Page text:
@Robert: I agree! I wasn't interested until Norwegian Black Metal put some punk attitude into their production. Traditionally, Metal was about polished virtuosity just like prog rock was in the 1970. Music for music teachers. (shudder!)
Punk, post-punk, electro and industrial had dissolved from this reverence of virtuosity more than a decade before, developing concepts that went beyond mere showmanship. (for instance, Kraftwerk obviously copped their act from Gilbert & George)
I have been waiting for a metal act that would use disharmonies like Deathspell Omega does today, 25 years ago but -unless I missed something- that simply wasn't around back then.
Anyway, I will post more art in this vein soon... There is more where this came from and I actually did design a CD sleeve for a Belgian BM band recently - it should be released in the autumn.

Robert Adam Gilmour said...

I have to disagree with a little of this. There had been substantial punk elements in metal in the british bands late 70s/early 80s although it was cetainly mixed with prog.
Canadian band Voivod had equal enthusiasm for prog and punk. Electronic music has a lot of important roots and influences from prog. Even some of the major punk bands had a fondness for prog, but it was dangerous to say so in the original punk days, as some dumb fans attacked their heroes for admitting to liking certain things. Sham 69 were attacked for jamming with some older bands and Rat Scabies was cautious about exposing his love of Genesis.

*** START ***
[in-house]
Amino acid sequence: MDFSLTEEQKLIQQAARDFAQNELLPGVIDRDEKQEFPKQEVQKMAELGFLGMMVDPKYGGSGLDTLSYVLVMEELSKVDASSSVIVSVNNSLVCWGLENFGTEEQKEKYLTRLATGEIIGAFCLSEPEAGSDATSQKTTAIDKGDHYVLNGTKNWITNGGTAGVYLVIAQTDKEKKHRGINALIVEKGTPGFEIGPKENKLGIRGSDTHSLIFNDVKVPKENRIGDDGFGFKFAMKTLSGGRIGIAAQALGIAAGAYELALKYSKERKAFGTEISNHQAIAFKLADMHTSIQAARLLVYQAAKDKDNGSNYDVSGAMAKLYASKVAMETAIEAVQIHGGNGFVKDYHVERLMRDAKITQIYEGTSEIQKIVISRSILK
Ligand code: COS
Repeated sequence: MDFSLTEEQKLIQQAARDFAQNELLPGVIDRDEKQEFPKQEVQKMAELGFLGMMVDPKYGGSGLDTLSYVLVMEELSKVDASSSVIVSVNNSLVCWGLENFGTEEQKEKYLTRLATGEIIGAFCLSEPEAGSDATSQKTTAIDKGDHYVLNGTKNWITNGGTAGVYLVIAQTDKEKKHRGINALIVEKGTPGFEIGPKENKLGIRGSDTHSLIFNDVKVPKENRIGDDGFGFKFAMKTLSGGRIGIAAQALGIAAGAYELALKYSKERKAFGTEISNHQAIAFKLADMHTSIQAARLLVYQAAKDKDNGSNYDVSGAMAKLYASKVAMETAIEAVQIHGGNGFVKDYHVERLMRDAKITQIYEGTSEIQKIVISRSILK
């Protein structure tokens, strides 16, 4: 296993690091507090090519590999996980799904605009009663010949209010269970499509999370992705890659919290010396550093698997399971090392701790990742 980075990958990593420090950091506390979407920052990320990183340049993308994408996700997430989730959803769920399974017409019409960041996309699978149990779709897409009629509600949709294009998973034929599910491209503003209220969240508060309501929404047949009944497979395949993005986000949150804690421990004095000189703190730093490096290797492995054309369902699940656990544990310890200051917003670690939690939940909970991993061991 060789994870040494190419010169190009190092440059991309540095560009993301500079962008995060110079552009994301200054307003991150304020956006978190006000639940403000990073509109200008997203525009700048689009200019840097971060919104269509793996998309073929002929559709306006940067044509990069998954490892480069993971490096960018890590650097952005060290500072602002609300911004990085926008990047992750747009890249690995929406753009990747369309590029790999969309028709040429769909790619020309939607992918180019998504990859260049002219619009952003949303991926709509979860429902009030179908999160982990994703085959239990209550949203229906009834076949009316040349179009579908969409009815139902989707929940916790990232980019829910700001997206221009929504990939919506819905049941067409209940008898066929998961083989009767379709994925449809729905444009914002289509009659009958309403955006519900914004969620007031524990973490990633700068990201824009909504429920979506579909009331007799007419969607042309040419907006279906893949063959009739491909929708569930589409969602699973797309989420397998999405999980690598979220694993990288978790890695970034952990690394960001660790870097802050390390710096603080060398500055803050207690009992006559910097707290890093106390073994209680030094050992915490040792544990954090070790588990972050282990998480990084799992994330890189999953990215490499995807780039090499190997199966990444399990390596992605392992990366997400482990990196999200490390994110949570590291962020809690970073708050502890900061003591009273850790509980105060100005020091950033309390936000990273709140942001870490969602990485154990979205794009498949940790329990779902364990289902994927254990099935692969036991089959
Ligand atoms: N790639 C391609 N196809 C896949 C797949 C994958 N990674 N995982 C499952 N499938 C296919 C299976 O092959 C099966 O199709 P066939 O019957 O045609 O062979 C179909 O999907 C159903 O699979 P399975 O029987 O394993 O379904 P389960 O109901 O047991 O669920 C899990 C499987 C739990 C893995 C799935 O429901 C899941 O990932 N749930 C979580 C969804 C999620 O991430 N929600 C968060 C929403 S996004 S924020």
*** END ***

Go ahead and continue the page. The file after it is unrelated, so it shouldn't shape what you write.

Several years ago here we were talking quite a bit about prog and I thought Sean was going to mock me because he is such a big punk, but he loves prog too. Do you have any favorite prog bands?

Prog and Punk should be liberating but both end up being treated as self-imposed artistic slavery by many fans.

I think I have heard more Black Metal being primitive for the sake of itself at the expense of the vision than I've heard prog being technical for its own sake at expense of the vision...

ELP are often technical for the sake of it but they are also capable delightfully absurd visions.

Rush are beloved by music teachers but they can be simple when they need/want to be.

Cynic are a spectacular and original prog metal band. Who knew you could be a massive hippy and disciplined technical death screamer at the same time?

One of my biggest reservations about modern metal and prog as well as being too derivative is they often have excessively polished plastic artificial production.

Sometimes early Burzum is primitive for the sake of it, at those times certainly at the expense of the music. Sometimes the song titles and lyrics were far more evocative than the music. Legions of BM bands do this to death. If Emperor had been primitive for the sake of it, they never would have taken us into those Gustave Dore skies, those insane tangled trees and beyond.

In metal it is quite natural to have grandeur visions and that "needs to be lo-fi" conviction often makes graveyard worlds and hell seem a lot less convincing. I prefer symphonic stuff but my favorite primitive BM was this french guy who did these rasping growls and had ghostly moans in the background, it could sound silly but I think it was cool.